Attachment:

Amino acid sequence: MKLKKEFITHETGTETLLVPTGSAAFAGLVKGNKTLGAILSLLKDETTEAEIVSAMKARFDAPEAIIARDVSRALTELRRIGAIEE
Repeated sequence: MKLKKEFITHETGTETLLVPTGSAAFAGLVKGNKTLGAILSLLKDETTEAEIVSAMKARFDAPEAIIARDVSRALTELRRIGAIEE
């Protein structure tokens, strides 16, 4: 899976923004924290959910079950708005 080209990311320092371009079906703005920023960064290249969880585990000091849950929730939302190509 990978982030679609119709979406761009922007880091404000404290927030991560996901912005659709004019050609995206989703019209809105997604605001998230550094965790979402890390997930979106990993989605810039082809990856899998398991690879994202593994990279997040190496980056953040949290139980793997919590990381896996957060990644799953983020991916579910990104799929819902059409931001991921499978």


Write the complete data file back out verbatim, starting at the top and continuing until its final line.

Amino acid sequence: MKLKKEFITHETGTETLLVPTGSAAFAGLVKGNKTLGAILSLLKDETTEAEIVSAMKARFDAPEAIIARDVSRALTELRRIGAIEE
Repeated sequence: MKLKKEFITHETGTETLLVPTGSAAFAGLVKGNKTLGAILSLLKDETTEAEIVSAMKARFDAPEAIIARDVSRALTELRRIGAIEE
């Protein structure tokens, strides 16, 4: 899976923004924290959910079950708005 080209990311320092371009079906703005920023960064290249969880585990000091849950929730939302190509 990978982030679609119709979406761009922007880091404000404290927030991560996901912005659709004019050609995206989703019209809105997604605001998230550094965790979402890390997930979106990993989605810039082809990856899998398991690879994202593994990279997040190496980056953040949290139980793997919590990381896996957060990644799953983020991916579910990104799929819902059409931001991921499978």